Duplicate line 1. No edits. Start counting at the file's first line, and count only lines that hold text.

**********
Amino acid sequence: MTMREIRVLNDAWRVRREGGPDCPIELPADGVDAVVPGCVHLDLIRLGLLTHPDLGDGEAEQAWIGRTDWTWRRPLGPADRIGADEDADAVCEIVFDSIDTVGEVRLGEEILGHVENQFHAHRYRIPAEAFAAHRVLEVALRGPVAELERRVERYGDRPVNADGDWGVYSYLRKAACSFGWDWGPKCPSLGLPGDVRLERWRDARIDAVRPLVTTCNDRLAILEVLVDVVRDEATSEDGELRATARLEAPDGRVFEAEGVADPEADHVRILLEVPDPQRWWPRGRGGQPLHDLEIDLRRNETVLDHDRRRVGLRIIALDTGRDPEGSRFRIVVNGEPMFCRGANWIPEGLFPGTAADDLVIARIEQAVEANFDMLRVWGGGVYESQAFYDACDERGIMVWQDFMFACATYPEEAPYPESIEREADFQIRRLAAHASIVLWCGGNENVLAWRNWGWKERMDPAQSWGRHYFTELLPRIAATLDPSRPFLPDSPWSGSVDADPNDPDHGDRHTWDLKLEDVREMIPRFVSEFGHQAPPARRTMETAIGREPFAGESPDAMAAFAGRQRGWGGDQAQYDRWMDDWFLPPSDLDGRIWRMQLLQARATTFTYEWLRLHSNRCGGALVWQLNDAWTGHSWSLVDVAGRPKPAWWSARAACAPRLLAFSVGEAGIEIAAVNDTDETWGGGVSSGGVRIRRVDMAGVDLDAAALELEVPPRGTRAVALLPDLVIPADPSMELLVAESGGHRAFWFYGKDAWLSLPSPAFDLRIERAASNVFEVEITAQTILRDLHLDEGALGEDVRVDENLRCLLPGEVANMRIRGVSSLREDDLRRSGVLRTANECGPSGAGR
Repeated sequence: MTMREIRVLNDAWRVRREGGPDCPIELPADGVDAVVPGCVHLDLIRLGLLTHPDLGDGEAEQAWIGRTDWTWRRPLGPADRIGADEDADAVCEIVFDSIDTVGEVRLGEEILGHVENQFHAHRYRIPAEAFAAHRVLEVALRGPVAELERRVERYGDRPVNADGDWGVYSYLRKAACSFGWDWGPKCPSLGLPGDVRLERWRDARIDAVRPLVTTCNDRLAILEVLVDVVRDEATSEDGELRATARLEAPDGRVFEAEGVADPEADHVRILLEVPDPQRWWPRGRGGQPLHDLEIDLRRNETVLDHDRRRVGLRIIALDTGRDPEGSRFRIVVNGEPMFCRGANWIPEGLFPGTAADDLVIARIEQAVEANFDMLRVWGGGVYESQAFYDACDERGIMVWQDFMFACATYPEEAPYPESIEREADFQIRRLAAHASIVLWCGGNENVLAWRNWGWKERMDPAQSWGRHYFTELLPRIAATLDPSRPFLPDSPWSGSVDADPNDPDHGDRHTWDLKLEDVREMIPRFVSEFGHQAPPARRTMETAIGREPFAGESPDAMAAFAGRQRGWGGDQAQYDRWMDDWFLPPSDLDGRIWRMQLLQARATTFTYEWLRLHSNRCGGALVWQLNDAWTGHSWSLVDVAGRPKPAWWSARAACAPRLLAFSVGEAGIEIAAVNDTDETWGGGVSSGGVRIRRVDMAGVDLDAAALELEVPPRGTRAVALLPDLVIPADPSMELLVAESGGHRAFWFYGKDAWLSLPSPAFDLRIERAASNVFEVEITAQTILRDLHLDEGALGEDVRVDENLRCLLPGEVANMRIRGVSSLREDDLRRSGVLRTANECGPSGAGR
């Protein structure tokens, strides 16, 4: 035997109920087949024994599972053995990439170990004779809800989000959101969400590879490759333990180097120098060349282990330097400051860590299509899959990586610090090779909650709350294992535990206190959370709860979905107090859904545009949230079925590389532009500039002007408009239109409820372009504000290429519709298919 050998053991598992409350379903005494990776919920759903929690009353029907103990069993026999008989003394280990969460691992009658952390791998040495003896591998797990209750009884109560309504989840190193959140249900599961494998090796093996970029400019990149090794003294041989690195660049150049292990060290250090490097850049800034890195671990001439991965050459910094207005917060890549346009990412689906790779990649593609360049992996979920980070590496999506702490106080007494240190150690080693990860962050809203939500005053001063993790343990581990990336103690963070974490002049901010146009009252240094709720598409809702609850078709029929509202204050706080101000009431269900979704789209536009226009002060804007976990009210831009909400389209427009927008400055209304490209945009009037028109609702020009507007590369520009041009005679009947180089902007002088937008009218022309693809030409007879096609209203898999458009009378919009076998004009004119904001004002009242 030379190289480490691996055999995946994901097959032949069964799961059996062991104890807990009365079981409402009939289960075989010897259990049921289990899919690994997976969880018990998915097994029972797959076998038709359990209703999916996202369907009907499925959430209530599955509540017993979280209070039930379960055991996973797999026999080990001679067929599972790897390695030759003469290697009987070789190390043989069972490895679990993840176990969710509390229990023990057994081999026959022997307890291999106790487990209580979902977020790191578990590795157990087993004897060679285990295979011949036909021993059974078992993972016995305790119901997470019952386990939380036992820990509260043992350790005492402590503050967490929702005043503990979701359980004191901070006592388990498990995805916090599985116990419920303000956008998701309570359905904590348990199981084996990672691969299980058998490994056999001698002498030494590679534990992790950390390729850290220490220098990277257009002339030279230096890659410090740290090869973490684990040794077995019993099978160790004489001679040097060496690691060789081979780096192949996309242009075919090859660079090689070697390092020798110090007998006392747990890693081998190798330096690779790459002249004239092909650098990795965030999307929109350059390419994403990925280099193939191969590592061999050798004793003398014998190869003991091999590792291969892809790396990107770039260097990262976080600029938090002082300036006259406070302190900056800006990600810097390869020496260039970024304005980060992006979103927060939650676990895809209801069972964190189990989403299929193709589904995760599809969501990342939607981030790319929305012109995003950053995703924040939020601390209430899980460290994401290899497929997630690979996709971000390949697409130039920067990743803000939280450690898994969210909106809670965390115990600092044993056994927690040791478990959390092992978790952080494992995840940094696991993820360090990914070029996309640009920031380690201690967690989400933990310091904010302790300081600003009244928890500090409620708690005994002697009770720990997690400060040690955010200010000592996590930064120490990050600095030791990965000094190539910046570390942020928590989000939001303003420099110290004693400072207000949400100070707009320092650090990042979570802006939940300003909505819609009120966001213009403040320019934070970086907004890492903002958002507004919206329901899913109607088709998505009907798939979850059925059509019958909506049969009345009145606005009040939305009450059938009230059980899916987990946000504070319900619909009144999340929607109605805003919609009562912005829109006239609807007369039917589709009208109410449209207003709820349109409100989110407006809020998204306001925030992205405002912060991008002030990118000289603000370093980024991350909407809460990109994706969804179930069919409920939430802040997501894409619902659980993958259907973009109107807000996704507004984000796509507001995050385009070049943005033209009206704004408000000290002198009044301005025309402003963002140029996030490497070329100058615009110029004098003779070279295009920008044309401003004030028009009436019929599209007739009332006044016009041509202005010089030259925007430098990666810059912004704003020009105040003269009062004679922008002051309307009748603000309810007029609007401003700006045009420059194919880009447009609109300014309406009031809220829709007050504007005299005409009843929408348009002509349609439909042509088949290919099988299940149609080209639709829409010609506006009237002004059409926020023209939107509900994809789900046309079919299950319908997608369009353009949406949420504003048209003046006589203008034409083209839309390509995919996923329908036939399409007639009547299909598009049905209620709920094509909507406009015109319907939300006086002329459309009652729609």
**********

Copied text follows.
Amino acid sequence: MTMREIRVLNDAWRVRREGGPDCPIELPADGVDAVVPGCVHLDLIRLGLLTHPDLGDGEAEQAWIGRTDWTWRRPLGPADRIGADEDADAVCEIVFDSIDTVGEVRLGEEILGHVENQFHAHRYRIPAEAFAAHRVLEVALRGPVAELERRVERYGDRPVNADGDWGVYSYLRKAACSFGWDWGPKCPSLGLPGDVRLERWRDARIDAVRPLVTTCNDRLAILEVLVDVVRDEATSEDGELRATARLEAPDGRVFEAEGVADPEADHVRILLEVPDPQRWWPRGRGGQPLHDLEIDLRRNETVLDHDRRRVGLRIIALDTGRDPEGSRFRIVVNGEPMFCRGANWIPEGLFPGTAADDLVIARIEQAVEANFDMLRVWGGGVYESQAFYDACDERGIMVWQDFMFACATYPEEAPYPESIEREADFQIRRLAAHASIVLWCGGNENVLAWRNWGWKERMDPAQSWGRHYFTELLPRIAATLDPSRPFLPDSPWSGSVDADPNDPDHGDRHTWDLKLEDVREMIPRFVSEFGHQAPPARRTMETAIGREPFAGESPDAMAAFAGRQRGWGGDQAQYDRWMDDWFLPPSDLDGRIWRMQLLQARATTFTYEWLRLHSNRCGGALVWQLNDAWTGHSWSLVDVAGRPKPAWWSARAACAPRLLAFSVGEAGIEIAAVNDTDETWGGGVSSGGVRIRRVDMAGVDLDAAALELEVPPRGTRAVALLPDLVIPADPSMELLVAESGGHRAFWFYGKDAWLSLPSPAFDLRIERAASNVFEVEITAQTILRDLHLDEGALGEDVRVDENLRCLLPGEVANMRIRGVSSLREDDLRRSGVLRTANECGPSGAGR